Dec. 16, 2004 • Volume 13 Number 8
Winners and projects
A look at recent Advanced Study Grant winners and their projects:
Jonah Patel '06, of Webster, NY, put an Advanced Study Grant of $1,775 toward research in Puerto Rico on Caribbean folk healing, and is considering deferring medical school to pursue a Fulbright to further his study of what he calls complementary forms of medicine.
"In general, it seems as though Caribbean folk-medical practices, namely espiritismo and naturopathic medicine, are a complement to contemporary healthcare in Puerto Rico," Patel said.
"Here, in the United States, the modern medical establishment has been a little slower in acknowledging unconventional forms of medicine. As the Puerto Rican population (and the Hispanic population in general) within the States continues to surge at an exponential rate, it is important that our medical schools expose future doctors to the many unconventional folk-beliefs that they may encounter in clinical situations. With a broader cultural understanding, doctors will be able to provide quality care to their Hispanic patients."
His sponsor was Assoc. Prof. Elizabeth Rhodes (Spanish Language and Literature).
Gabriel Pleasants '07, of Providence, R.I., used a $1,500 grant to spend a month in Ghana working with Rev. Bobby Benson, a priest who is one of that West African country's leading figures in the fight against HIV/AIDS.
"My work focused on the Matthew Chapter 25 program that provided a support community for 175 people living with HIV/AIDS," he said. "I learned first-hand the realities of the pandemic in sub-Saharan Africa, where 70 percent of the world's cases exist.
"I plan on working further with HIV/AIDS in Africa, studying abroad in South Africa and Kenya. I would also like to research the pandemic further upon graduation, perhaps on a Fulbright grant, before enrolling in medical school."
His sponsor was Adj. Asst. Prof. Christopher Constas (A&S Honors).
Shannon Reece '06, of North Arlington, NJ, used her $2,100 Advanced Study Grant to help fund a nine-week stay in Ecuador, working with that nation's commerce ministry, and assisting the indigenous artisans of Salasca in marketing their handicrafts.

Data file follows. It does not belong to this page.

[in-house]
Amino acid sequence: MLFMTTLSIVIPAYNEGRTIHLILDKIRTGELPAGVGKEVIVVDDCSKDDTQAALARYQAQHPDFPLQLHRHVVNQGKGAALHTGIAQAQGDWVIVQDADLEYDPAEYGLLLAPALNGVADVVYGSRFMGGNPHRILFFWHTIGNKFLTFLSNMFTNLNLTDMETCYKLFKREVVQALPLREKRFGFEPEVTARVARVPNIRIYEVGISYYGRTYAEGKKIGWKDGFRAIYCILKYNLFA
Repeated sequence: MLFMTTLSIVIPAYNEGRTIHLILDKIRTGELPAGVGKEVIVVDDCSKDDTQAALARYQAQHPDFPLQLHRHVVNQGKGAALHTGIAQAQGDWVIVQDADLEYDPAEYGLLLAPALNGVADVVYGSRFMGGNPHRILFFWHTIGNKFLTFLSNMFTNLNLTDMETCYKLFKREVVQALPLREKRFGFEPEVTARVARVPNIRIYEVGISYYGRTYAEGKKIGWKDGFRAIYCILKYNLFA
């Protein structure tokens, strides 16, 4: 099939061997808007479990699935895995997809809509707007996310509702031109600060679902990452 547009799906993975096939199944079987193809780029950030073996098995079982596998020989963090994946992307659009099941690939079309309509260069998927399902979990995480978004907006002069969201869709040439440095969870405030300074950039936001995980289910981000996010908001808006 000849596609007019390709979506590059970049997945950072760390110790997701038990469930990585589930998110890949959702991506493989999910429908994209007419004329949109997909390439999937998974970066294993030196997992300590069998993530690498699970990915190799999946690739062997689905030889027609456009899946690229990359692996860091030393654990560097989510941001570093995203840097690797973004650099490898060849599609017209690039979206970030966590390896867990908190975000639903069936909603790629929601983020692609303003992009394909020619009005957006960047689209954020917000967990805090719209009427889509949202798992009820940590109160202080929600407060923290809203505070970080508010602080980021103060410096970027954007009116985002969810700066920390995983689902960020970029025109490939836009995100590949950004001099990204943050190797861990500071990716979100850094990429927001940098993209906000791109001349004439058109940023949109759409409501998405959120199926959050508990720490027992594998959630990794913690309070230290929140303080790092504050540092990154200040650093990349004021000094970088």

"I worked with the leaders of the group Trabajadores Artesanos 'Indigenous Salasacas' (Indigenous Salasacan Artisan Workers) to research the process for making their handwoven, hand-dyed tapestries and the history behind the design choices," said Reece.
"The technical assistant at [the Ministry] and I produced promotional pamphlets and an informational website for the community. My last project was helping the Salasacan community devise a tour route through the area so that they can offer tours that highlight their culture and traditional work.
"Right now I am using my work as the basis for seeking a BC nomination to be a Truman Scholar candidate," added Reece, who hopes to extend her research on Latin American indigenous populations into a Fulbright fellowship application.
Her sponsor was Assoc. Prof. Robert Murphy (Economics), director of the International Studies Program.
With a $2,500 Advanced Study Grant, Hartford, NY, native Michael Petit '05, a Naval ROTC cadet training to become a Marine officer, served a six-week internship at the US Mission to NATO in Brussels that gave him an introduction to international politics and joint military planning and operations.
"The funds from the Advanced Study Grant were, in a large sense, responsible for making possible what turned out to be a fascinating, challenging, and educational experience," he said.
Petit plans a senior thesis comparing the US Marine Corps' approach to training with Aristotle's views on the proper formation of youth. He is considering graduate studies in international relations.
His sponsor was Rev. James Fleming, SJ, now assistant to the vice president for University Mission and Ministry.
Suzanne Yusunas '06, of San Diego, put a grant of $3,400 toward an archaeological field course in Pompeii: "I had never had any experience with archaeology before, and it was an opportunity for me to increase my knowledge of the field and to enhance my own studies as a Classics major. Not only did I become proficient in the skills, but we found new artifacts and structures almost every day. In addition to the field aspect, we traveled in the surrounding areas to other sites, the cities of Naples, Herculaneum, and Sorrento, as well as exploring the entire city of Pompeii itself. It was definitely a great experience."
Her sponsor was Assoc. Prof. Charles Ahern (Classics).
Amy Molden '05, of El Cajon, Calif., with a grant of $1,200, spent six weeks in Madrid, where she researched the effects of the Euro on independently-owned businesses in Spain: "I interviewed store owners and business professionals to whom I taught English at a language school. I also lived with a family and was an au pair for their three sons."
Her sponsor was Assoc. Prof. Robert Murphy (Economics).
See a complete list of 2004 Advanced Study Grant winners online at the University Fellowship Committee Web site [www.bc.edu/offices/ufel/fellowships/advanced/winners2004/]. See a related BC Chronicle story for more information.] •